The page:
The Tuscan countryside brims with thousands of trees. Florentines may know the difference between cypresses and redwoods, but what about cedars, firs, maples, birches, oaks and their varieties? Then the common Tuscan creatures: Corsican hares, red foxes, barnacle geese and kingfishers. As unknown fauna mounts, so does fear of the unfamiliar. If scientists haven’t discovered species, processes and environmental interplays, how can laypeople feel comfortable? To counter fear, we build walls, harvest resources and exile the environment. We kick out chaos and build walls around seemingly orderly cities. But Helidon Xhixha thinks we have it wrong.
Ph. Andrea Paoletti
The artist behind Boboli Gardens’ exhibit “In Random Order,” on until October 29, may not know the difference between the five Tuscan-area partridges, nor the leaf varieties of evergreens, but he knows that behind the veil of chaos, nature reveals order.
“The puzzle of deterministic chaos is just one example from twentieth-century science that shows how the limitations of human understanding make nature appear noisy, complicated and unpredictable,” Xhixha said. “Behind the veil of apparent randomness, many processes in nature are highly ordered, following simple rules.”
Through harmonizing 15 steel sculptures with the Boboli Gardens and central Florence, Xhixha intertwines society and nature, chaos and order. The Albanian artist unionizes two historically separate concepts and diminishes the fear of nature’s unknowns, encouraging people to laud the wild world. Before all this happened, I remember scratching my head while looking at “Order and Chaos.”
While erratic responses are the status quo in modern art, perspectives on Xhixha’s work blatantly oscillate. Art critics laud his pieces. My friends call them funhouse mirrors.
In 2015, Xhixha’s “Iceberg” roamed Venice’s canals, interesting the New York Times and the Guardian. One year later at the London Design Biennale, Xhixha entered “Bliss,” a multi-piece steel work inspired by Plato’s Ideal City. Xhixha left with the “Public Medal” for best installation.
The carnival comments have validity too, since in Civita Communications’ video for “In Random Order” more than half of the tourist shots show selfie preparations. Although I feared angering Xhixha with these comparisons, he surprised me by replying, “This is the best compliment ever!!!!!!” He seemed equally happy with awards as carnival comparisons.
To understand Xhixha’s intentions, viewers need background. Hence, Xhixha’s curators, director of Uffizi Galleries Eike Schmidt and art critic Diego Giolitti, placed “Knowledge” on Piazza Pitti as an opening act to the main show. Vast steel segments spiral outwards from a central point, reminiscent of the Nautilus shell. The Nautilus, a cousin of squids and octopi, lives in a shell approaching the Fibonacci sequence. Starting with 0 and 1, add the two previous numbers together to find the next: 0, 1, 1, 2, 3, 5, 8, 13, 21 to infinity. These numbers often appear in nature, with most flowers bearing 3, 5, 8, 13, 21 or 34 pedals, noted mathematician Arthur Benjamin. Pinecones, hurricanes and bunny reproduction reflect Fibonacci numerals. Even though the Nautilus shell only approaches the Fibonacci sequence, it symbolizes order in nature. Despite perceptions that nature represents chaos compared to an orderly society, Xhixha argues the opposite is true.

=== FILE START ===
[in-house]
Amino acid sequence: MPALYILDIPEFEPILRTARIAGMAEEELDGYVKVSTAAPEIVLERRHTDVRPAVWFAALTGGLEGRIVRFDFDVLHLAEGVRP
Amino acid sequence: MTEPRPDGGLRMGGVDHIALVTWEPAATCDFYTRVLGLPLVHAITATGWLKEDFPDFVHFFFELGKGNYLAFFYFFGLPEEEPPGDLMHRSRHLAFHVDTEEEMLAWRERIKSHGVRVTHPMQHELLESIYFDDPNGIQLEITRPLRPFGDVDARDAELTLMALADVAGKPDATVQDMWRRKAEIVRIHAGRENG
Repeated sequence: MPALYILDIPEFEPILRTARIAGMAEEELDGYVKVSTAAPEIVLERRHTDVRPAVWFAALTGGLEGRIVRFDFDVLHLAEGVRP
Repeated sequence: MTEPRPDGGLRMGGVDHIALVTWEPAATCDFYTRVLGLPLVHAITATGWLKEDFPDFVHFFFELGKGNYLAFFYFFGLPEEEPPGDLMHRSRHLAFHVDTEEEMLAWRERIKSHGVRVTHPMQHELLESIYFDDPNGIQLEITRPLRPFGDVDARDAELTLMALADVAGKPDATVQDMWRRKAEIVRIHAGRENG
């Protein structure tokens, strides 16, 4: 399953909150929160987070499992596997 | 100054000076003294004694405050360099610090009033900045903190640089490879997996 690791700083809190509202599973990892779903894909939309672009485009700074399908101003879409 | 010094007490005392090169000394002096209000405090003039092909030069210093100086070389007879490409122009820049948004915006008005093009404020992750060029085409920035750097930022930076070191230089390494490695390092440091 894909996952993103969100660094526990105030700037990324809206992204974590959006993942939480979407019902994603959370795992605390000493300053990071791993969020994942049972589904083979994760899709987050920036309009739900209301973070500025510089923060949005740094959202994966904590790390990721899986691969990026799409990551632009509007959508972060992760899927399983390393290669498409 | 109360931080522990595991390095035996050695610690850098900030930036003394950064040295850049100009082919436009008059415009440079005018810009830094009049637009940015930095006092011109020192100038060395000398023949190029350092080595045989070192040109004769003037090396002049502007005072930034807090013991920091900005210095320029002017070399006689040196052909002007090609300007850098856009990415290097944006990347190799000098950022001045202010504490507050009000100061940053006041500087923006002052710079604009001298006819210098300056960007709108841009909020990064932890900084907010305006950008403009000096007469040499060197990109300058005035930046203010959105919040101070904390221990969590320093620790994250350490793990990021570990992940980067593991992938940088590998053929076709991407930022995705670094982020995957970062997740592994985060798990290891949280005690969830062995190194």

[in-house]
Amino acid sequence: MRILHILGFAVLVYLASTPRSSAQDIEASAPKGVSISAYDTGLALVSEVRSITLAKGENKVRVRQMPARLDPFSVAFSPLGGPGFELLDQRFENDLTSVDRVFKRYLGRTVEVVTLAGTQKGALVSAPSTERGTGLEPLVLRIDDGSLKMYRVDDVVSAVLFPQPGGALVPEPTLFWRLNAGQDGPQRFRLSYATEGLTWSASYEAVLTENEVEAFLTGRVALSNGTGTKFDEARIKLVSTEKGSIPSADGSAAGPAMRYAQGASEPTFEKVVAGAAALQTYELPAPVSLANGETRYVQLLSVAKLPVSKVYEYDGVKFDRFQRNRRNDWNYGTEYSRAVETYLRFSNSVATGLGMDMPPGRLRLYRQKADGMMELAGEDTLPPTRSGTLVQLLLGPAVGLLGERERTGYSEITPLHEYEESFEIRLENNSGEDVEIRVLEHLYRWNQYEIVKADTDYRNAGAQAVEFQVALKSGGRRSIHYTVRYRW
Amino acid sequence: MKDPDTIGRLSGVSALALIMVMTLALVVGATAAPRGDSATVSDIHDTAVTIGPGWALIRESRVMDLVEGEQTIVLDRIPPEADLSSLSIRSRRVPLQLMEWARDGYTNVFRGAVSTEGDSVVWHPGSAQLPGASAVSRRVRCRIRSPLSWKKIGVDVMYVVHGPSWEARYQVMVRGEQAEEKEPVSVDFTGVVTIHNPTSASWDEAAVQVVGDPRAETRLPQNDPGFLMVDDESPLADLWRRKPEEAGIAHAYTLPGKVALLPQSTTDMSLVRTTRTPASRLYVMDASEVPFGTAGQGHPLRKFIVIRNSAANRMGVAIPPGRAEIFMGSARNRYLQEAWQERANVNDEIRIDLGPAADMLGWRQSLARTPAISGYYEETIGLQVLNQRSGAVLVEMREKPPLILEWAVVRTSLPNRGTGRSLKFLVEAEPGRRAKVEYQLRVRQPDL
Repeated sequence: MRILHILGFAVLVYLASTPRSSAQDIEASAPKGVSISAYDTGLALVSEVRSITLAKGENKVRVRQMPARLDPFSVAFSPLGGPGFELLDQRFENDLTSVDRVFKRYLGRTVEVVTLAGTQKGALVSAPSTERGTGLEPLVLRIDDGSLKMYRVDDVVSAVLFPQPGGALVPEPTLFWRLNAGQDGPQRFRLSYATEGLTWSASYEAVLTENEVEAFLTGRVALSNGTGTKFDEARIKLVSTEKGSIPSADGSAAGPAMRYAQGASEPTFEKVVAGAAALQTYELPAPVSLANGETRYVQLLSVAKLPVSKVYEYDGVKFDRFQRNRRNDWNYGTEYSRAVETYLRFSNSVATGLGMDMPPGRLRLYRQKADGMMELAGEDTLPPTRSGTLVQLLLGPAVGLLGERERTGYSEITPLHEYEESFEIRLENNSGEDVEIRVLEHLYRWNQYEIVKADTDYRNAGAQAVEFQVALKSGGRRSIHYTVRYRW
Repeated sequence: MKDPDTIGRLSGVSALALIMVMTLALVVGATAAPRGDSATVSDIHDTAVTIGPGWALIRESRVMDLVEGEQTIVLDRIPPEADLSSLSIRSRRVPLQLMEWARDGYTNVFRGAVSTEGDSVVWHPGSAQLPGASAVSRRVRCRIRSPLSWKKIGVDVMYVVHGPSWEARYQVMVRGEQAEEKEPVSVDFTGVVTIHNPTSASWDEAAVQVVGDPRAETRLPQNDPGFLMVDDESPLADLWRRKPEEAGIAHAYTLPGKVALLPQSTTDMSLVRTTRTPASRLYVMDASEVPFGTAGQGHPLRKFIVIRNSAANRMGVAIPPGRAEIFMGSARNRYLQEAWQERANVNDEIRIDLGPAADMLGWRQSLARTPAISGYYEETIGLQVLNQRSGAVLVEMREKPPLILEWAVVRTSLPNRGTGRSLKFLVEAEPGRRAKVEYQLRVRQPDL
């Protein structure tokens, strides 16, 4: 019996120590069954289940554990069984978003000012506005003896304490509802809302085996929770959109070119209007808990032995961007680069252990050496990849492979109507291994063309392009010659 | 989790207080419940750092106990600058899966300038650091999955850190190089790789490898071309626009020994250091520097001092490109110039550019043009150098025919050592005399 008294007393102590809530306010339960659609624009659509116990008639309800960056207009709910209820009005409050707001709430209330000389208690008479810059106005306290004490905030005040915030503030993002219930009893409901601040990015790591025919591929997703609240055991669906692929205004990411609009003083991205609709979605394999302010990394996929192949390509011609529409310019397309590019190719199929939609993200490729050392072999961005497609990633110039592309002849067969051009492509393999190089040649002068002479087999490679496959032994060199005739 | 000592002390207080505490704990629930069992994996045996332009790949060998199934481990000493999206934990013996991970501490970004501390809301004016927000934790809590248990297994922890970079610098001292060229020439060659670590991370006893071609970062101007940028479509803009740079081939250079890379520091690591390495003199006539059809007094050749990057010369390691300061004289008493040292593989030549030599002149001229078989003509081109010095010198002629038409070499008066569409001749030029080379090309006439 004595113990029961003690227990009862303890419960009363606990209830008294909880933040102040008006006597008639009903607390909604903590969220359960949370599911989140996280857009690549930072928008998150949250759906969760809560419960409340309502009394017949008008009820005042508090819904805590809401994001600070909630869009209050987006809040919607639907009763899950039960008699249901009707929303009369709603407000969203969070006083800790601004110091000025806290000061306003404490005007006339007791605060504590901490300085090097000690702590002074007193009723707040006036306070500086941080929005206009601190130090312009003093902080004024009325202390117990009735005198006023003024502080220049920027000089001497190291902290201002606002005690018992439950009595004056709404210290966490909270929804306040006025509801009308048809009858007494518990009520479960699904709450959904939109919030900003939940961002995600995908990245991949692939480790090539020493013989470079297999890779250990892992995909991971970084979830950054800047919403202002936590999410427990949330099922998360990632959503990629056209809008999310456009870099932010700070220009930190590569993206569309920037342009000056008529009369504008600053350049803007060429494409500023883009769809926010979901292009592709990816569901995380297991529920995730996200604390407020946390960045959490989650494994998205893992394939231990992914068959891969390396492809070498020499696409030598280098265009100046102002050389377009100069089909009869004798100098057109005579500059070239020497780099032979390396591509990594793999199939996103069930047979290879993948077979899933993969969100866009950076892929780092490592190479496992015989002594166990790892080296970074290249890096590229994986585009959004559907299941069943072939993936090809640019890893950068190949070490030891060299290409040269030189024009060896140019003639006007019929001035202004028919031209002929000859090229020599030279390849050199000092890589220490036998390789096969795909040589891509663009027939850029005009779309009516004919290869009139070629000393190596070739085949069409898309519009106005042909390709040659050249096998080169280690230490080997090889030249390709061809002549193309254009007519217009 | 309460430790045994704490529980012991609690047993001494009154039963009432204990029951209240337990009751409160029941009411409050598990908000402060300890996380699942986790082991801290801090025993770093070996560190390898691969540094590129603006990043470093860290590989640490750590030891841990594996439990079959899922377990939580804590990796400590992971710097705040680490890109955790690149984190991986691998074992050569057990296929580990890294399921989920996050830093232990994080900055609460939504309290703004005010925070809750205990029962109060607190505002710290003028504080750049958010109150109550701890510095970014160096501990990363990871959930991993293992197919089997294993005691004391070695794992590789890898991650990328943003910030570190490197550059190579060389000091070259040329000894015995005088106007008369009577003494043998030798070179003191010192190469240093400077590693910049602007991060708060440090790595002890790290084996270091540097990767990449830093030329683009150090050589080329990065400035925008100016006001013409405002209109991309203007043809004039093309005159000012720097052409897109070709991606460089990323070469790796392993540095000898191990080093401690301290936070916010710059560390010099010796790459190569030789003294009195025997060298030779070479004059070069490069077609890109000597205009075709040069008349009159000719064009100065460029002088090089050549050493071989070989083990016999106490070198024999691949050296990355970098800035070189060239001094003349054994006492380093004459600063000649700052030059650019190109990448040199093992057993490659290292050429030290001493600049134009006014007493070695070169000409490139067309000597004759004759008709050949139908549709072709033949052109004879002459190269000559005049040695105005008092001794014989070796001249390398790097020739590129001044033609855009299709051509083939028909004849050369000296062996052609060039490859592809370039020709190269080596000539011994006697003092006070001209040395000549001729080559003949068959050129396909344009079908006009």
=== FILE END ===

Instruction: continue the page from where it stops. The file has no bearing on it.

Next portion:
To connect order and chaos, Xhixha displayed “Infinite” at the Pitti Palace’s entrance as well. “Two sloping forms, fragmented and rising in opposite directions, sit side by side,” Xhixha described this work. “They are at once the same and also entirely different; they parallel not only each other, but also the exhibition itself: a place where opposites can be understood, not as disparate entities, but instead, as highly connected concepts.”
“Infinite,” like yin and yang, connects two ideas that people historically separate. Chaos cannot exist without order, and order without chaos. Centuries ago, Florentines built walls to keep conquerors out and establish stability within the city. Today, we use order to simplify our lives: a cellphone rather than a landline, a dishwasher over a sink, and Deliveroo instead of walking to Ic Che Thai. But as tourists pile in and via dei Calzaiuoli turns into a bazaar, maybe we walled chaos in instead of out.
To alter perceptions, Xhixha complements the environment, creating strange worlds out of classic Florentine scenes. At center stage, “Order and Chaos” sits behind Boboli Gardens’ entrance. It is a mounting steel rectangle with a smashed in center and rolling sides. Walk up to the back and you will find the garden’s warped greenery. From the front, your image contorts into a watery realm. While one side nearly reproduces reality, the other constructs a netherworld. Like perceptions of Xhixha’s work, the reflected images on “Order and Chaos” are hardly consistent.
“That’s the secret of these sculptures—they change with the weather and the environment around them, offering a different understanding with every look,” Xhixha said. “And while they are grand in scale, they don’t compete with the landscape; they enhance it, and make us look at it with fresh eyes.”
In an ever-changing world, it is impossible for order and chaos to avoid one another. So, Xhixha has merged gigantic steel works into a lush environment. While his pieces remain conspicuous, they also melt into princely gardens as if they were meant to be there the entire time. As if order and chaos were never meant to be separate at all.
Through harmonizing 15 steel sculptures with the Boboli Gardens and central Florence, Xhixha intertwines society and nature, chaos and order.
Helidon Xhixha: In Ordine Sparso
Boboli Gardens, Palazzo Pitti
Until October 29
Open 8:15am-6:30pm, closed the first and last Monday of the month